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Youth is Wasted On the Young

Our culture is seeking to keep us looking young forever, active for a lifetime, and enjoying life longer than any previous generation.  Youth is wonderful, but it is fleeting.  No matter how hard we work, aging does eventually capture us in its grasp.  We cannot change the process so humor is a great way to address the journey toward old age.  Here are some “grinsights” about the senior years that you may enjoy….

We could certainly slow the aging process down if it had to work its way through Congress. Will Rogers.  An archaeologist is the best husband a woman can have. The older she gets the more interested he is in her. Agatha Christie.  I don’t plan to grow old gracefully. I plan to have face-lifts until my ears meet. Rita Rudner.  He’s so old that when he orders a three-minute egg, they ask for the money up front. George Burns.  When you are dissatisfied and would like to go back to youth, think of algebra. Will Rogers.  When I was a boy the Dead Sea was only sick. George Burns. 

In Scripture, age was honored.  Patriarchs were seen as noble, wise, respected, and worthy of a family’s admiration.  As people of faith, we admire those that are still speaking, writing, blogging, and teaching in their 70’s, 80’s, and 90’s.  Their wisdom and life experiences are filled with insights that we need in order to live for Jesus with boldness in this 21st century.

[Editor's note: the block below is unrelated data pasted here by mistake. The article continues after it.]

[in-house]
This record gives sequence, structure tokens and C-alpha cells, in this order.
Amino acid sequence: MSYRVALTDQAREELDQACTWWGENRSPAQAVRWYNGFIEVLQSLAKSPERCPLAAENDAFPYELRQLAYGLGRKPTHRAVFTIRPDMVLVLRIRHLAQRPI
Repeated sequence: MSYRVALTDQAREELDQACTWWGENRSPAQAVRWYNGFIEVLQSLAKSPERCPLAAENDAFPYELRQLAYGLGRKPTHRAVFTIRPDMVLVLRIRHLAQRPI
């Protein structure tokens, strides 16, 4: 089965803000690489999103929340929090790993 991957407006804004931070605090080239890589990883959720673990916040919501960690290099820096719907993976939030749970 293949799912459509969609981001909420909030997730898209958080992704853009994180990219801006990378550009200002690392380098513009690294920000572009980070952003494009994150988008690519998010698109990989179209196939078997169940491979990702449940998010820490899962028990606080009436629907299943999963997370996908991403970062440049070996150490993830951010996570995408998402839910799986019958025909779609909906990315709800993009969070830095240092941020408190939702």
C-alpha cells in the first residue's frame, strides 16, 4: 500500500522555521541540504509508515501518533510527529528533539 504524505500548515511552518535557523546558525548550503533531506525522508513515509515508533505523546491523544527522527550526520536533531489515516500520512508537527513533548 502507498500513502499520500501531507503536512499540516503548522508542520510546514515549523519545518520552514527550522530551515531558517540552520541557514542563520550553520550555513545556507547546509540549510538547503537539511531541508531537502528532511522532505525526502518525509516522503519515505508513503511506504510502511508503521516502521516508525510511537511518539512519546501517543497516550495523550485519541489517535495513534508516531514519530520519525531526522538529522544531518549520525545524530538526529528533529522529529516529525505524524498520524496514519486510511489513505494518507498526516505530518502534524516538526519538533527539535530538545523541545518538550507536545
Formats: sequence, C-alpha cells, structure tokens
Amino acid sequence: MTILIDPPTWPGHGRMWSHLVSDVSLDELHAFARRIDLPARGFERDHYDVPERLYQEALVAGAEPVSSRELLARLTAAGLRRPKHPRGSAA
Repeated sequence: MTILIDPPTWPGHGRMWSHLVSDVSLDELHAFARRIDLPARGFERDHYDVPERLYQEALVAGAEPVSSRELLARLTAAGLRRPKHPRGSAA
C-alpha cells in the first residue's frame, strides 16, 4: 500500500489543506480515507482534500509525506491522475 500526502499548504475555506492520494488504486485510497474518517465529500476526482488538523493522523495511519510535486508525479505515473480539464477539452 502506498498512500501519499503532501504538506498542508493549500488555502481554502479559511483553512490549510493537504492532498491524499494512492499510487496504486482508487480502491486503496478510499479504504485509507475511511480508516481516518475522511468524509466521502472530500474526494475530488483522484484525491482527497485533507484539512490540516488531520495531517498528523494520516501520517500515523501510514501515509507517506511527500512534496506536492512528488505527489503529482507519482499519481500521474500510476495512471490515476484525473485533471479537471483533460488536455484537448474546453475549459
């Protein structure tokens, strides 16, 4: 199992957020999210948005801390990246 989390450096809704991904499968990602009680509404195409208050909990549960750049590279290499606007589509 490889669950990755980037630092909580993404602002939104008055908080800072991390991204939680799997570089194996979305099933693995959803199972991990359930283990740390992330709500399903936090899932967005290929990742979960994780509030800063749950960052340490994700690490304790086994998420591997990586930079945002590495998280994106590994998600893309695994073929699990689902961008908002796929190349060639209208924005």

In his book, Future Church: Ministry in a Post-Seeker Age, Jim Wilson describes what churches around the Country are doing to reach young adults. One of the churches he featured was Graceland in Santa Cruz, California where Dan Kimball pastors—a church that may be reaching young adults, but also values older adults.

In one section of the book, Wilson describes a set of pictures hanging on Kimball’s wall. He writes, “Hanging on his office wall are the pictures of three elderly men, placed side-by-side and mounted in a single frame. On the left is Stuart Allen, the 83-year-old pastor in England that gave Dan his introduction into church life; in the middle is 90-year old Dr. Mitchell, the founder of Multnomah who met with Dan every week while Dan attended seminary; and on the right is his 80-year old father-in-law, Rod Clendenen, who met with Dan every Wednesday night in a mentoring role when Dan first starting attending SCBC.

‘These are guys who made it through their entire lives,’ Kimball says. ‘They finished well. We need to be honoring people with gray hair more. We’re so into just promoting the young, but what about people that walked with God their whole lives?’” (Taken from Future Church: Ministry in a Post-Seeker Age, p. 75-76 Illustration by Jim L. Wilson).

Job 12:12 – Wisdom belongs to the aged, and understanding to the old.  Psalm 71:9 – And now, in my old age, don’t set me aside. Don’t forsake me now when my strength is failing.  Psalm 92:12-14 – But the godly will flourish like palm trees and grow strong like the cedars of Lebanon.  Even in old age they will still produce fruit; they will remain vital and green. They will declare, “The LORD is just! He is my rock! There is no evil in him!”